Loss. Chaos. Miracles. Lucky breaks. Only the perspective of time tells us which we are experiencing. Until then, we practice the Art of Letting Go.
The Art of Letting Go
I was race-walking from the subway stop in Williamsburg to my trampoline practice at Trapeze School New York this morning. Racing, because subway delays had put me behind schedule and subway work forced me off at a different stop, and I was running late.
It was chilly when I left my apartment earlier. I was wearing two long sleeved layers underneath an Athleta puffy jacket. I had already removed my scarf and opened my jacket, but I was still warm. I was starting to overheat. I was running late. I didn’t want to stop.
Without breaking my stride, I removed my jacket. I twisted my messenger bag around just enough to open the velcro closure and stuff the jacket into my bag. It didn’t quite fit, but I stuffed it in — aiming for “good enough” over perfect, like everyone is always encouraging me to do. I closed the bag. The velcro didn’t quite meet all the way, but I felt it close to a point that was “good enough.” I gave it an extra tug to be sure. I continued race-walking down Union Street, turning left on Harrison Street. It was just 9 am when I was battling the wind on Harrison, approaching Flushing Avenue. The white Phizer building was in my sights; the TSNY tent sits in the corner of its parking lot.
I pushed against the wind as I raced to the tent, sweating.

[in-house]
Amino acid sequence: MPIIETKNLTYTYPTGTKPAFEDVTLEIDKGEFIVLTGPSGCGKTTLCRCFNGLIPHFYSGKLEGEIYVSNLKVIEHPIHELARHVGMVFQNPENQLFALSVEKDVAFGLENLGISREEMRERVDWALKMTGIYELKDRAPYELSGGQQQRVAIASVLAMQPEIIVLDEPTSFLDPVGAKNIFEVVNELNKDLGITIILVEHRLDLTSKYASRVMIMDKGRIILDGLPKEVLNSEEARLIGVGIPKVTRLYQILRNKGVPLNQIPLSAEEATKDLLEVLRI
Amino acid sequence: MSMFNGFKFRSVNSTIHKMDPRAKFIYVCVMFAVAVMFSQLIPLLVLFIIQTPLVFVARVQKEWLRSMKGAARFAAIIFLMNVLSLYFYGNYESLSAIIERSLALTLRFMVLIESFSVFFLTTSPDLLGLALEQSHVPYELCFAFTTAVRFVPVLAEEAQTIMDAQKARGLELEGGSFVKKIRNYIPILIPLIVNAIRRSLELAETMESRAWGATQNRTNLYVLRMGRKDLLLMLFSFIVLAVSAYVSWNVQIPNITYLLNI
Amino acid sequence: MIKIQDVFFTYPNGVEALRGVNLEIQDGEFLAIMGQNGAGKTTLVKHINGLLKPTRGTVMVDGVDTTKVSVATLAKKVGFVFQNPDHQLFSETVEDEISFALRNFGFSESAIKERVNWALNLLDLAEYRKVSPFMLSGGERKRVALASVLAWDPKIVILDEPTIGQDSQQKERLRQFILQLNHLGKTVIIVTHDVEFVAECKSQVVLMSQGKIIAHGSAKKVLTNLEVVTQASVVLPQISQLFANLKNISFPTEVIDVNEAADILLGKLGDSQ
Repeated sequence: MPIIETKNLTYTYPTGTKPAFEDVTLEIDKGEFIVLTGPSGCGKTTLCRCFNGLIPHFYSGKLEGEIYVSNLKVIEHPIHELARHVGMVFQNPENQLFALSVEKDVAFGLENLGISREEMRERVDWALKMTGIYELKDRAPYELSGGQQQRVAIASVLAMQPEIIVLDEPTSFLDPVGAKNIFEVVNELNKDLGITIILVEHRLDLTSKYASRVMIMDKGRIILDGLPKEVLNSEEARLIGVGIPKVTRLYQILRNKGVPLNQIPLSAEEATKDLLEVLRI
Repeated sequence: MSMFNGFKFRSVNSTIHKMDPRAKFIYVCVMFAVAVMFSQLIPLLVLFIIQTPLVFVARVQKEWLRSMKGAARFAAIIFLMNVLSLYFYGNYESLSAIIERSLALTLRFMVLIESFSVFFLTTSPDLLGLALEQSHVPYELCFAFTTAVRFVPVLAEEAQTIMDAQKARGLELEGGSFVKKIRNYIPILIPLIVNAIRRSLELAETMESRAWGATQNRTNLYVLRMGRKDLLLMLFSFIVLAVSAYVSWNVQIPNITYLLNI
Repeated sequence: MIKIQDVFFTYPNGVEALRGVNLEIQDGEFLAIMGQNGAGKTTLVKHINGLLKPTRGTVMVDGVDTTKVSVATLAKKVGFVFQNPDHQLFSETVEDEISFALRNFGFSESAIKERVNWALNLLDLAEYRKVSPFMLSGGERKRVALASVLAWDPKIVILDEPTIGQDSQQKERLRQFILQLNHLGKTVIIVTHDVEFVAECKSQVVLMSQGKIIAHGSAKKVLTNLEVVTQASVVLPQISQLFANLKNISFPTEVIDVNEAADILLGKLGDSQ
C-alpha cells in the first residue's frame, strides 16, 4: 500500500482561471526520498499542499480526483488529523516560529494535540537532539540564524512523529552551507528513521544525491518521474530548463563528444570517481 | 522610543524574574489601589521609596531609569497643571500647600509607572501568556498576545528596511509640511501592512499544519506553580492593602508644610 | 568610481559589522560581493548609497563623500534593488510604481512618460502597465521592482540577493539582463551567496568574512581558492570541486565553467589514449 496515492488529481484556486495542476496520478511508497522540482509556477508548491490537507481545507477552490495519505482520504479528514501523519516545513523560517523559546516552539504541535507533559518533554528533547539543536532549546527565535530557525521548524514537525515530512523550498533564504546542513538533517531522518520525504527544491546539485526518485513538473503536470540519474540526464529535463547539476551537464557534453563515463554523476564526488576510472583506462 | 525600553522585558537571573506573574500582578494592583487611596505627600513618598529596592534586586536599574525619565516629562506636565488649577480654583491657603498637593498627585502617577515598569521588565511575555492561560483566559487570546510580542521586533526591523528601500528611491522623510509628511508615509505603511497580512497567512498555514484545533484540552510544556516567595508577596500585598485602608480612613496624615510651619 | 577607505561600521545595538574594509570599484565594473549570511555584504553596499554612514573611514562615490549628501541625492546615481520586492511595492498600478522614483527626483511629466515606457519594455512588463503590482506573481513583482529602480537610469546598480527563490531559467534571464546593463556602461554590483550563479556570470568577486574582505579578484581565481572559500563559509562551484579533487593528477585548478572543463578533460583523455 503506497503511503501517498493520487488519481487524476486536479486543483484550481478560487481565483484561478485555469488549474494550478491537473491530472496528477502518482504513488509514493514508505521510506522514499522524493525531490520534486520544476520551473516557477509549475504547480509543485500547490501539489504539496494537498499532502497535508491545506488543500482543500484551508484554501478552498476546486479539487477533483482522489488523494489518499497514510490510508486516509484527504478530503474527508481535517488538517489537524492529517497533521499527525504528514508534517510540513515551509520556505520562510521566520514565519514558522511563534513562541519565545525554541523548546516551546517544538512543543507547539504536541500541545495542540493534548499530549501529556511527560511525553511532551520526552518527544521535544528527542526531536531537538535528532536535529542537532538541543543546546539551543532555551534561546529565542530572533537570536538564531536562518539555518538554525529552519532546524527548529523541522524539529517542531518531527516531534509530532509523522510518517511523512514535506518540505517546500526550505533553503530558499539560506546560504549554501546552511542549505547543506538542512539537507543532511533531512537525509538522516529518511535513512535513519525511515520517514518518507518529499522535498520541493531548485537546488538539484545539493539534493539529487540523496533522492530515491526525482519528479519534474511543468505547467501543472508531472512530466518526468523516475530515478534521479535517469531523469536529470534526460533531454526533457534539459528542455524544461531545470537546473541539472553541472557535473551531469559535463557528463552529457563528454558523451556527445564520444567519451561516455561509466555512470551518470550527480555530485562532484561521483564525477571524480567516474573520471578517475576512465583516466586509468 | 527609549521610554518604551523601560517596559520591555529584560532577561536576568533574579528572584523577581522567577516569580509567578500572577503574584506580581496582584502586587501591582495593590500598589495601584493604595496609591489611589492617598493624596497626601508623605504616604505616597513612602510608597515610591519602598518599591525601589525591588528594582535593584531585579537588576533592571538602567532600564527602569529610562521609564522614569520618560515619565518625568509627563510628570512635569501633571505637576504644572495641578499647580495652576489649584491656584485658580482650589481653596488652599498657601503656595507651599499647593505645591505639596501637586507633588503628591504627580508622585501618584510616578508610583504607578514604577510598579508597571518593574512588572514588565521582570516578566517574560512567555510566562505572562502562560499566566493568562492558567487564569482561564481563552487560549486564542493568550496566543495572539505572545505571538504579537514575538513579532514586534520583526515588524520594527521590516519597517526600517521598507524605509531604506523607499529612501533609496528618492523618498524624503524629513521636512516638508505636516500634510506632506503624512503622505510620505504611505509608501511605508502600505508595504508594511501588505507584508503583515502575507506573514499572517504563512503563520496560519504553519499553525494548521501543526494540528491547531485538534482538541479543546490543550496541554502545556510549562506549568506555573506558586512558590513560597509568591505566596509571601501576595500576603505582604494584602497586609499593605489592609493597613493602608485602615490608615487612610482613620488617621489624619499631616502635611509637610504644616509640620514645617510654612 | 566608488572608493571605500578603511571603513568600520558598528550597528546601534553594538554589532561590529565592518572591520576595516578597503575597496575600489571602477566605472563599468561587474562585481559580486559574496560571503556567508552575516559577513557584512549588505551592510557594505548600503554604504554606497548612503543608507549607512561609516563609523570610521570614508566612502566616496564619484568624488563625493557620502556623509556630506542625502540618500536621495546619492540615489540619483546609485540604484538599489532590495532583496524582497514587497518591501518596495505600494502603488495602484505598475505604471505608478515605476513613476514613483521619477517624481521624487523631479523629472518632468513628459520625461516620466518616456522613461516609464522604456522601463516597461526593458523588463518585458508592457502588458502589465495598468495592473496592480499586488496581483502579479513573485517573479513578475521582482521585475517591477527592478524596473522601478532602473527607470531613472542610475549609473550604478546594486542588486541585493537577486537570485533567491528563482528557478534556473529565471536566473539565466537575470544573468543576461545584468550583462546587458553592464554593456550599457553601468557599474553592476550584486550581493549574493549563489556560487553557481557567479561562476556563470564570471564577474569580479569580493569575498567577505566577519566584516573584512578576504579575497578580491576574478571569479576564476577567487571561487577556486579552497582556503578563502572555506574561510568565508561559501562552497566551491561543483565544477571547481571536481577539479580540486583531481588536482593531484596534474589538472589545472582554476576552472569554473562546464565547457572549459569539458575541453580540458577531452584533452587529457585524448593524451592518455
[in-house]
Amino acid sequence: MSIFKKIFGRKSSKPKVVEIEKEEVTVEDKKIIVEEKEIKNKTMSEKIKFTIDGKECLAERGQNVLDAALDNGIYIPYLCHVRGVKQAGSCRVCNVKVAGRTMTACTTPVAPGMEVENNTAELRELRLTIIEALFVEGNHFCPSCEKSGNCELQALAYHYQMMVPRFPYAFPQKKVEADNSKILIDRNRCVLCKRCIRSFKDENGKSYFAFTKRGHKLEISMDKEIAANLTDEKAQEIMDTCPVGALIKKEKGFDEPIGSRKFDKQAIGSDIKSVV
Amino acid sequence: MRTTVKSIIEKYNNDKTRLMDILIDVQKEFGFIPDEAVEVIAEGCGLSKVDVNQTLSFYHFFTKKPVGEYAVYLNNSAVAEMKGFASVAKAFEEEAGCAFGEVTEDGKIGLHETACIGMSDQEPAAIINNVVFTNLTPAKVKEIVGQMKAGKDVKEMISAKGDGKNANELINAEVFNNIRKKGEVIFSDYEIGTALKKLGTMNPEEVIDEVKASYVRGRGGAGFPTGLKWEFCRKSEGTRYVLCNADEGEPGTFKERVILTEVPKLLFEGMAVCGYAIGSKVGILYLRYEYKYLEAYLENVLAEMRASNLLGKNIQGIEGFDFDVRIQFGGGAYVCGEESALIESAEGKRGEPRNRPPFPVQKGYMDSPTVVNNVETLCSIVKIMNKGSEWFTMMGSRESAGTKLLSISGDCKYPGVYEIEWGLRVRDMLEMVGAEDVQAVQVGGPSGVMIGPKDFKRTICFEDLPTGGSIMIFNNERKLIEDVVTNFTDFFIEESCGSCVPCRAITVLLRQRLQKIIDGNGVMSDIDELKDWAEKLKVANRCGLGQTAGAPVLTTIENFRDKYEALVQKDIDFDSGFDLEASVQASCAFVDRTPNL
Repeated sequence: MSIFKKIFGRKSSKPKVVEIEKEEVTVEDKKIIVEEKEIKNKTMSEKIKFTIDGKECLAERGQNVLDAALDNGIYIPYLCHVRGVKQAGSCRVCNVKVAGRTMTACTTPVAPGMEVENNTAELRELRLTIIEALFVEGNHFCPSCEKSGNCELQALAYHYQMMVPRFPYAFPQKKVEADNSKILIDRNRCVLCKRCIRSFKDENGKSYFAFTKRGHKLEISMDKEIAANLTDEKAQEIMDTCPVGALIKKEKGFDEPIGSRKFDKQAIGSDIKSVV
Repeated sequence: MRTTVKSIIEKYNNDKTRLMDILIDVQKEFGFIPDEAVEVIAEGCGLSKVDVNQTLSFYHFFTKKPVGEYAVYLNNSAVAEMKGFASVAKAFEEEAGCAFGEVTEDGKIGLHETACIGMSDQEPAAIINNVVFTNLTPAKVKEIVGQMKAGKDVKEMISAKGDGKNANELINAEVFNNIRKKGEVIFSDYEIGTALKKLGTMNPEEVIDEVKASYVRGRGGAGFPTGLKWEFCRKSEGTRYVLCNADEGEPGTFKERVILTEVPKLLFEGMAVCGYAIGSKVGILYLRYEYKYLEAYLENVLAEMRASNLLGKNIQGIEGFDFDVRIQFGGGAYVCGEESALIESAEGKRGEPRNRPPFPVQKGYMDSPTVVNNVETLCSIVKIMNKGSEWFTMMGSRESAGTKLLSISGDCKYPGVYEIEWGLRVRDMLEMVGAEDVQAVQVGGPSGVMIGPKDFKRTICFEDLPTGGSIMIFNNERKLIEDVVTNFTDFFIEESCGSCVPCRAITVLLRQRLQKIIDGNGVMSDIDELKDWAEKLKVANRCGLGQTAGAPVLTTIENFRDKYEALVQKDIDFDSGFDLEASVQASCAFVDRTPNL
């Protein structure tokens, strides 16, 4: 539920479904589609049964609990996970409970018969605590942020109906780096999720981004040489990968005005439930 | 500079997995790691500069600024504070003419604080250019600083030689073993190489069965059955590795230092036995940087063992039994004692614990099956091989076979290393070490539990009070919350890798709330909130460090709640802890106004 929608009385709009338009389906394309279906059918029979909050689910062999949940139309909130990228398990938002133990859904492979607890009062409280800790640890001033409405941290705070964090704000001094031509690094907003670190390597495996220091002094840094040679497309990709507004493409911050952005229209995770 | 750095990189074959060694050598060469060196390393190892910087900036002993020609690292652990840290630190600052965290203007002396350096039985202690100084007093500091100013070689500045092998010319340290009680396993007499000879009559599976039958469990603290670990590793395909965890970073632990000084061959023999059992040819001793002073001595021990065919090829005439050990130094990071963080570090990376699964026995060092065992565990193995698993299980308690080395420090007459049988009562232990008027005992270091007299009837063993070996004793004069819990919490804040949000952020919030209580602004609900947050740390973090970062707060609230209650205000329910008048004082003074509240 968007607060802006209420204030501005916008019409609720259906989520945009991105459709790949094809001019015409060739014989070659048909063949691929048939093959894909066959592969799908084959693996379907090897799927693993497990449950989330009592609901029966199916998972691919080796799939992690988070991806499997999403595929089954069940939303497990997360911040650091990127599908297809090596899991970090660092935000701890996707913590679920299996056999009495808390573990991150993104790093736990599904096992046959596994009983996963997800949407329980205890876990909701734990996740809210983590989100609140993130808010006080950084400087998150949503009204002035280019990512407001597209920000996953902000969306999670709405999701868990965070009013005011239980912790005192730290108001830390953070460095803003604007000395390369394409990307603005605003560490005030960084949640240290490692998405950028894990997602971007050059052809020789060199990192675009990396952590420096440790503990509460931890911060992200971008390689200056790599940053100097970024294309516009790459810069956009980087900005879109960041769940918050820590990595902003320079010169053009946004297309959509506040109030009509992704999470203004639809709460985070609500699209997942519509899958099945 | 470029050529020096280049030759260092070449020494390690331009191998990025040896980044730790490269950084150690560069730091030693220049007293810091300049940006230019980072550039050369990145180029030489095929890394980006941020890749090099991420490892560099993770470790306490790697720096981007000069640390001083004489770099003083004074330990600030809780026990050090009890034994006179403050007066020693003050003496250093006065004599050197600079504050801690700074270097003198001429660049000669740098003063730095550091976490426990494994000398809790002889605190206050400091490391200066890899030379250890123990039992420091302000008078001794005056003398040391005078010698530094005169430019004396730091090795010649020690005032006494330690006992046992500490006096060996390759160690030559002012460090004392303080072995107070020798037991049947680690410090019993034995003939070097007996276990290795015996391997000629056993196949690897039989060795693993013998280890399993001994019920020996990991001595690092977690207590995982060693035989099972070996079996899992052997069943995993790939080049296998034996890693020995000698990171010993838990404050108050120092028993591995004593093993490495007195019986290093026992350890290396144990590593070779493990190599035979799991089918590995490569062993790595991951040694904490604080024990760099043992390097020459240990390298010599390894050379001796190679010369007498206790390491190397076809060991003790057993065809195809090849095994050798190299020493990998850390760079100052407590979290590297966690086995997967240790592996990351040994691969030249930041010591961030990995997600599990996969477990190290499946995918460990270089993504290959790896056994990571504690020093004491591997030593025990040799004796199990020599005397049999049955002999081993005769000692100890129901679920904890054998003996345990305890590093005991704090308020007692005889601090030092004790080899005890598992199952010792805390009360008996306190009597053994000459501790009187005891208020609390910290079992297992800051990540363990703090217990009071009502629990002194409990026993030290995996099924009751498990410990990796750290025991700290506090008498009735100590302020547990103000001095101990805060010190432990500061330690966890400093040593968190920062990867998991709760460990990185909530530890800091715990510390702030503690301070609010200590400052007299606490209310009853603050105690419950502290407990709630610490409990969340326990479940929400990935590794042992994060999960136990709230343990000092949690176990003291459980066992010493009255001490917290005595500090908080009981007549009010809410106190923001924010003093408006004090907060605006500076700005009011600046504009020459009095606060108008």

This is my Saturday morning cardio.
I arrived less than 10 minutes late; not ideal, but since we bounce one at a time, this was not a huge deal. I opened my bag to pull out my jacket and hang it up. Except that my jacket wasn’t in my bag.
Perhaps the bag wasn’t sealed “good enough” to withstand the gusty winds? I quickly walked outside to see if it had fallen out in the last few meters. It wasn’t in sight. I imagined that it was laying on the sidewalk somewhere within the last few blocks I had walked, but where?
There’s no way to know. And even if I did know, what are the odds it would still be there?
I decided to let it go.
In the past, I would have been so upset about this that I would have immediately run back to retrace my steps, and I would have beat myself up over it for hours, if not days or weeks.
Today was different. I had a brief moment of being self-annoyed. I spent less than a minute processing the “should have, could have, if only” thoughts — like I could have paused for 30 seconds to ensure it was in my bag.
And then I let it go.
Could I have avoided this situation by pausing for 30 seconds to ensure I had firmly sealed my bag? Possibly. Ok. Probably.
Was it worth obsessing over? Absolutely not.
In the grand scheme of the chaos and shitstorm that has engulfed my life for the first 3.5 months of 2017, this is a mere blip. It doesn’t crack the top 10 on the list of issues I’ve got going on.
It’s not even the most distressing thing that happened thus far today.
Perspective is everything.
I let it go.
Even in the moment, I was able to reframe this. I will need to release bigger things from my life this year. This is the universe giving me a practice run. A lesson in the art of letting go.
How quickly can you let go of what doesn’t serve you?